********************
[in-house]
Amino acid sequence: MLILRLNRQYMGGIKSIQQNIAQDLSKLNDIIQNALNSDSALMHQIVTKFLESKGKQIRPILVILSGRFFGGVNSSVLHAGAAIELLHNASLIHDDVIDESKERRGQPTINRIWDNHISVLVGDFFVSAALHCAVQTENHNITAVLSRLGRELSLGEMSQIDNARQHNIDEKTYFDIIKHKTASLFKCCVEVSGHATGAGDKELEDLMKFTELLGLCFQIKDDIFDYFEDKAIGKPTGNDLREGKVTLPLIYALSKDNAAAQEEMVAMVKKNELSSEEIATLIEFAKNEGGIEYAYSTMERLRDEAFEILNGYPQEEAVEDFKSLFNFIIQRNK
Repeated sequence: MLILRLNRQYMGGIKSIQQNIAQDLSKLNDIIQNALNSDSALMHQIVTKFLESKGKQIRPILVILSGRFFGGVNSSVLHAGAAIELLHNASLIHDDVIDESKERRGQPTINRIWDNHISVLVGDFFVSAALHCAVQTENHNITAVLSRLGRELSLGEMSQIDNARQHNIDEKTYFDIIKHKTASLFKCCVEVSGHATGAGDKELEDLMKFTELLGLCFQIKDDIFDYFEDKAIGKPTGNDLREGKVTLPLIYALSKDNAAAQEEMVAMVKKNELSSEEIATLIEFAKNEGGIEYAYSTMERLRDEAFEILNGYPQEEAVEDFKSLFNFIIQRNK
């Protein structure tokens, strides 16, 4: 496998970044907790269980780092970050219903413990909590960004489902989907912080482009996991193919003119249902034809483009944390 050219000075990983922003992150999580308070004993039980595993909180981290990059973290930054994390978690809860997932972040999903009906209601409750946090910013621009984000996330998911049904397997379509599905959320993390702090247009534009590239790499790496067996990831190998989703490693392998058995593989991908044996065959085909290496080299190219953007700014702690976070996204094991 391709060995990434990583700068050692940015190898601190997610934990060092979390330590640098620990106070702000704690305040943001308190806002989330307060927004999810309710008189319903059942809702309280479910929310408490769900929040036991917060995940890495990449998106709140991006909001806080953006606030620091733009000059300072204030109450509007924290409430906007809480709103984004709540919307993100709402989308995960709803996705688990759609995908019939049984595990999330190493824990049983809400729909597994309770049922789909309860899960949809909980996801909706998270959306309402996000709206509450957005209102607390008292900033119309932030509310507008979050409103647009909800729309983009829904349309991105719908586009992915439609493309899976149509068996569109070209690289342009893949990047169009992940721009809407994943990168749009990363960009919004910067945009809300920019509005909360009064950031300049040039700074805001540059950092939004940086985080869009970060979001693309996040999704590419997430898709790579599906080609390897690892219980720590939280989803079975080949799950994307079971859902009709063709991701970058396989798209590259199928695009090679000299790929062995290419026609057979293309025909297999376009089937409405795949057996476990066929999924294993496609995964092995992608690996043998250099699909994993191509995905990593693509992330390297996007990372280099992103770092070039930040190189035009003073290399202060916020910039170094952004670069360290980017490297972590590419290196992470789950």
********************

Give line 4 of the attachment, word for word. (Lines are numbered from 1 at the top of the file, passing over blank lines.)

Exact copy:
């Protein structure tokens, strides 16, 4: 496998970044907790269980780092970050219903413990909590960004489902989907912080482009996991193919003119249902034809483009944390 050219000075990983922003992150999580308070004993039980595993909180981290990059973290930054994390978690809860997932972040999903009906209601409750946090910013621009984000996330998911049904397997379509599905959320993390702090247009534009590239790499790496067996990831190998989703490693392998058995593989991908044996065959085909290496080299190219953007700014702690976070996204094991 391709060995990434990583700068050692940015190898601190997610934990060092979390330590640098620990106070702000704690305040943001308190806002989330307060927004999810309710008189319903059942809702309280479910929310408490769900929040036991917060995940890495990449998106709140991006909001806080953006606030620091733009000059300072204030109450509007924290409430906007809480709103984004709540919307993100709402989308995960709803996705688990759609995908019939049984595990999330190493824990049983809400729909597994309770049922789909309860899960949809909980996801909706998270959306309402996000709206509450957005209102607390008292900033119309932030509310507008979050409103647009909800729309983009829904349309991105719908586009992915439609493309899976149509068996569109070209690289342009893949990047169009992940721009809407994943990168749009990363960009919004910067945009809300920019509005909360009064950031300049040039700074805001540059950092939004940086985080869009970060979001693309996040999704590419997430898709790579599906080609390897690892219980720590939280989803079975080949799950994307079971859902009709063709991701970058396989798209590259199928695009090679000299790929062995290419026609057979293309025909297999376009089937409405795949057996476990066929999924294993496609995964092995992608690996043998250099699909994993191509995905990593693509992330390297996007990372280099992103770092070039930040190189035009003073290399202060916020910039170094952004670069360290980017490297972590590419290196992470789950």